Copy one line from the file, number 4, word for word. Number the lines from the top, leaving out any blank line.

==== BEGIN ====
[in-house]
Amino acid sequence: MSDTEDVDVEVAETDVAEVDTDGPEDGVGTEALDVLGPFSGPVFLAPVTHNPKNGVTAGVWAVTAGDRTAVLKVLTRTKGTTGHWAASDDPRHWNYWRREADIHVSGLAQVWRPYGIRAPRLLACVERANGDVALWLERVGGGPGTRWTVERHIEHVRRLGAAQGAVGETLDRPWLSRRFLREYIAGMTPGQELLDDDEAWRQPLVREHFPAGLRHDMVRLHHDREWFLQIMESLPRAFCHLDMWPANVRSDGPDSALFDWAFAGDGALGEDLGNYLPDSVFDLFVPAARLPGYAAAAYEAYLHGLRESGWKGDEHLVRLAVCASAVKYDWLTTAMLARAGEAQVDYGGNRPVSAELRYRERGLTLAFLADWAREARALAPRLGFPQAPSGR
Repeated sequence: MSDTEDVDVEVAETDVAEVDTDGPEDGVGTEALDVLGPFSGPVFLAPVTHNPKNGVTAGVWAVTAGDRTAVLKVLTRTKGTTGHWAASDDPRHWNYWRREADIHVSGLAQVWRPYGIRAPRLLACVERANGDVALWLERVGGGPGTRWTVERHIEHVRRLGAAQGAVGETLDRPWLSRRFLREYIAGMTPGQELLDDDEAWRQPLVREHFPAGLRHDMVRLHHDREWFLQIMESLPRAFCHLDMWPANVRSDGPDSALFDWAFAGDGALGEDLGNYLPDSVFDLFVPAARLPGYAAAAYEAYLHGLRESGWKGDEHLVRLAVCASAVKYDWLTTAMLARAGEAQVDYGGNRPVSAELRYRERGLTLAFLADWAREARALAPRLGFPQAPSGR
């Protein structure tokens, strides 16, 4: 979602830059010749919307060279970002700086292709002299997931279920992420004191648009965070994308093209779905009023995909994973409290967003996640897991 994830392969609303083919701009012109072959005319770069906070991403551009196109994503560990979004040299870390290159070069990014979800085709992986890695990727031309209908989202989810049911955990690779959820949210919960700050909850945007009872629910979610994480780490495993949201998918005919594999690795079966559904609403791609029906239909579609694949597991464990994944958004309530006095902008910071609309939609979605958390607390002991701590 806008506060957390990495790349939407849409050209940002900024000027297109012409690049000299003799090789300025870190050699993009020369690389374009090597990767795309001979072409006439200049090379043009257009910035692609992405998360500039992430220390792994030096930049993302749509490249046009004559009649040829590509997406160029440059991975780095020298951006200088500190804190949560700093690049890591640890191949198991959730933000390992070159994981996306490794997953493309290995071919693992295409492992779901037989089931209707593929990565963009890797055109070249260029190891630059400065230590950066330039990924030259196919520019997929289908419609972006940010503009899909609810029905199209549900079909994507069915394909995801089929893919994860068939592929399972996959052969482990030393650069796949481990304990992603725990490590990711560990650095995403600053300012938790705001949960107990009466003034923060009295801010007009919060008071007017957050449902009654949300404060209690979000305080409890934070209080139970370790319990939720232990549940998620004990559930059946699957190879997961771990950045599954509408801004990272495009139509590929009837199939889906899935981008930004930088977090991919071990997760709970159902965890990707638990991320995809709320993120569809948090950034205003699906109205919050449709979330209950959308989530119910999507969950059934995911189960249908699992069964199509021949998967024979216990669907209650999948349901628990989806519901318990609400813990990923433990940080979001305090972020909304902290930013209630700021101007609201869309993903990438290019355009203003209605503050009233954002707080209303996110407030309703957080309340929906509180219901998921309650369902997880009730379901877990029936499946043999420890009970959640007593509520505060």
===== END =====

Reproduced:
């Protein structure tokens, strides 16, 4: 979602830059010749919307060279970002700086292709002299997931279920992420004191648009965070994308093209779905009023995909994973409290967003996640897991 994830392969609303083919701009012109072959005319770069906070991403551009196109994503560990979004040299870390290159070069990014979800085709992986890695990727031309209908989202989810049911955990690779959820949210919960700050909850945007009872629910979610994480780490495993949201998918005919594999690795079966559904609403791609029906239909579609694949597991464990994944958004309530006095902008910071609309939609979605958390607390002991701590 806008506060957390990495790349939407849409050209940002900024000027297109012409690049000299003799090789300025870190050699993009020369690389374009090597990767795309001979072409006439200049090379043009257009910035692609992405998360500039992430220390792994030096930049993302749509490249046009004559009649040829590509997406160029440059991975780095020298951006200088500190804190949560700093690049890591640890191949198991959730933000390992070159994981996306490794997953493309290995071919693992295409492992779901037989089931209707593929990565963009890797055109070249260029190891630059400065230590950066330039990924030259196919520019997929289908419609972006940010503009899909609810029905199209549900079909994507069915394909995801089929893919994860068939592929399972996959052969482990030393650069796949481990304990992603725990490590990711560990650095995403600053300012938790705001949960107990009466003034923060009295801010007009919060008071007017957050449902009654949300404060209690979000305080409890934070209080139970370790319990939720232990549940998620004990559930059946699957190879997961771990950045599954509408801004990272495009139509590929009837199939889906899935981008930004930088977090991919071990997760709970159902965890990707638990991320995809709320993120569809948090950034205003699906109205919050449709979330209950959308989530119910999507969950059934995911189960249908699992069964199509021949998967024979216990669907209650999948349901628990989806519901318990609400813990990923433990940080979001305090972020909304902290930013209630700021101007609201869309993903990438290019355009203003209605503050009233954002707080209303996110407030309703957080309340929906509180219901998921309650369902997880009730379901877990029936499946043999420890009970959640007593509520505060």